Iain Baxter

Carmen Lamanna Gallery

Artwork addressing environmental issues may have found its antidote in the wall constructions of Iain Baxter. Calling upon a variety of domestic and industrial objects that range from kitchen knives and silk plants to steel and glass, these works galvanize many of the problems when art and politics meet. They serve as a remedy to the monolithic rhetoric of government officials and well-intentioned marchers who choose to speak with a collective voice.

Relying on the blackest humor, these eight works traverse the globe, acknowledging environmental infractions. All the major tragedies are represented here: the destruction of rain forests, the breakdown of the ozone layer, the extinction of animals, the fallout from military weaponry. At the center of this myriad of issues is the Canadian landscape, painted to the scale of a wallpaper mural, in Landscape, 1990. Looking out over an acid-neutral lake and autumn hills, the setting is idyllic only to a point. Placed into the canvas is a television set, which runs continuously with standard network programming that includes hockey games, music videos, and televangelists, with seating in front. Viewers are attracted to this painting because of the television and hence look at it longer and more closely.

Throughout, Baxter makes exaggerated statements. There is a distastefulness related to mass-produced materials, which is pervasive in each work. For CO2 Landscape (Dedicated to Chico Mendes), 1990, he created a veritable slab of South American rain forest, incorporating silk and plastic plants, two fake fireplaces, and a jumbo thermometer. In the lower corner, concealed in foliage, is a small photograph of Mendes, the murdered activist/rubber tapper, with his jaw wired closed. Rather than making an overt statement on Mendes, Baxter focuses on the broken chain of nature, supplanting the natural with the artificial.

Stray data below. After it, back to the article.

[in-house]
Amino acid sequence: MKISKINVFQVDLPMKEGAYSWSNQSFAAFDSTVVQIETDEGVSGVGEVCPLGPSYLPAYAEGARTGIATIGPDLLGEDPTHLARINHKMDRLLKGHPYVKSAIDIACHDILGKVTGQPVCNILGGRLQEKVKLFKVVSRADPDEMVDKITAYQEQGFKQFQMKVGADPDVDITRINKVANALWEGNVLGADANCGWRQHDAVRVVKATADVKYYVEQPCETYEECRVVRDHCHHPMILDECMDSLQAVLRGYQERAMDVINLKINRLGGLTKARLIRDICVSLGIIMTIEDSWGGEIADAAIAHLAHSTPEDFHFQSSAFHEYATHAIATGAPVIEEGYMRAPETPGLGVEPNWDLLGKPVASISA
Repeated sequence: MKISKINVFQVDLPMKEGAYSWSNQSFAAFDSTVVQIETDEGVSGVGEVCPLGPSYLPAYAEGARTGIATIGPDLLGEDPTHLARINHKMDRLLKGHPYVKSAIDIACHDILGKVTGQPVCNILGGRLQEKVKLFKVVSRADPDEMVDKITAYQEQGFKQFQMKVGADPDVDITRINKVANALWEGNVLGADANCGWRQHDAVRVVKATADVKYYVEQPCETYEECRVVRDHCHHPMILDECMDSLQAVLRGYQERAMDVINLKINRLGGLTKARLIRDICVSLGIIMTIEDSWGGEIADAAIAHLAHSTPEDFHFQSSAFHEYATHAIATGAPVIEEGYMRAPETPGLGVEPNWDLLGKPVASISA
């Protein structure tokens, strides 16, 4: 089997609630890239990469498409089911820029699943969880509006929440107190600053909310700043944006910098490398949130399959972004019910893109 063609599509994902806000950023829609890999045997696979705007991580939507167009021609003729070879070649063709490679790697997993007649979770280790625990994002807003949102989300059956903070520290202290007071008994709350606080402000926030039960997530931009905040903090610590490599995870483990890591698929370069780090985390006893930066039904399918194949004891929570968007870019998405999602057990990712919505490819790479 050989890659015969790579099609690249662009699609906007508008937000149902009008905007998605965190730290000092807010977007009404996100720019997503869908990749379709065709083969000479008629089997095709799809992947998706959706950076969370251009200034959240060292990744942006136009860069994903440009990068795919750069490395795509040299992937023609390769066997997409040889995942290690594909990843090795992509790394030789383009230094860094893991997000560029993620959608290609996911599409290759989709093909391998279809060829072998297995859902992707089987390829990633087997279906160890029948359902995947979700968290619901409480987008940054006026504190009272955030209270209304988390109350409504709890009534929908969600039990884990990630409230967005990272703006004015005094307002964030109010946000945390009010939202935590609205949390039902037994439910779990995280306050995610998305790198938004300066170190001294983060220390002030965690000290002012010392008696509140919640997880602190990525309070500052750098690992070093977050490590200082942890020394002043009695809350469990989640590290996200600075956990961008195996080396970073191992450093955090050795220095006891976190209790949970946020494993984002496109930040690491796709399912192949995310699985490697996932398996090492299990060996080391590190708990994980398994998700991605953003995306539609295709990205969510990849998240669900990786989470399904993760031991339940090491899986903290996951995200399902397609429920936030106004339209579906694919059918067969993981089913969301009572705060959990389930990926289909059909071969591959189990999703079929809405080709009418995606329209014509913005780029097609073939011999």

In Trophies, 1990, Baxter has approximated the location of wildlife in the world by using stuffed animals, while in Crucifixion of Ozone, 1990, he has affixed spray tops and glass eyes onto a field of thick acrylic. Baxter’s constructions are not just well-meaning one-liners; he has taken the broader perspective of questioning the artist’s role in society. By positioning consumer and mass-produced objects alongside environmental dilemmas, he makes his own work complicit with multinational corporations that produce plastics and other by-product materials.

Baxter has never been politically correct. In the mid ’60s, he fabricated a four-room apartment entirely bagged in plastic as a monument to consumer society. Since then he has continued to use factory-produced materials, co-opted for their visual appearance. Underlying this practice is a mistrust of the packaged response. True to form, these newest works remain roughly executed and pragmatic. The fact that he has chosen to keep the production values of his works down is in itself a relief from the slickness of consumer-motivated artmaking. Yet there is no evidence here of sanctimonious intention. Baxter does not suggest that he holds the answers, but rather, he positions himself at the point where art and politics meet head on and examines the tack he believes should be taken.

Linda Genereux